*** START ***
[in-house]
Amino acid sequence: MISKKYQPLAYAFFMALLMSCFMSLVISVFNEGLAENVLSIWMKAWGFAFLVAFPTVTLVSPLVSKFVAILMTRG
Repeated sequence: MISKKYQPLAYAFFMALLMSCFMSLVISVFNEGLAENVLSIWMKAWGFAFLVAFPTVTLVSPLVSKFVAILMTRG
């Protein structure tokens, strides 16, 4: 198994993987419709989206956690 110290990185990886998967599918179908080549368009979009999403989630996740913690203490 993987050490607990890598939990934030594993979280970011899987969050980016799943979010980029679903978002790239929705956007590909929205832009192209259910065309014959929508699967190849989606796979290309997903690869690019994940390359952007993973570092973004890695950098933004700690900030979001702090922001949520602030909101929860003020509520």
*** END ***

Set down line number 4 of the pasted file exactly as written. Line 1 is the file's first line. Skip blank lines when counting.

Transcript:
């Protein structure tokens, strides 16, 4: 198994993987419709989206956690 110290990185990886998967599918179908080549368009979009999403989630996740913690203490 993987050490607990890598939990934030594993979280970011899987969050980016799943979010980029679903978002790239929705956007590909929205832009192209259910065309014959929508699967190849989606796979290309997903690869690019994940390359952007993973570092973004890695950098933004700690900030979001702090922001949520602030909101929860003020509520």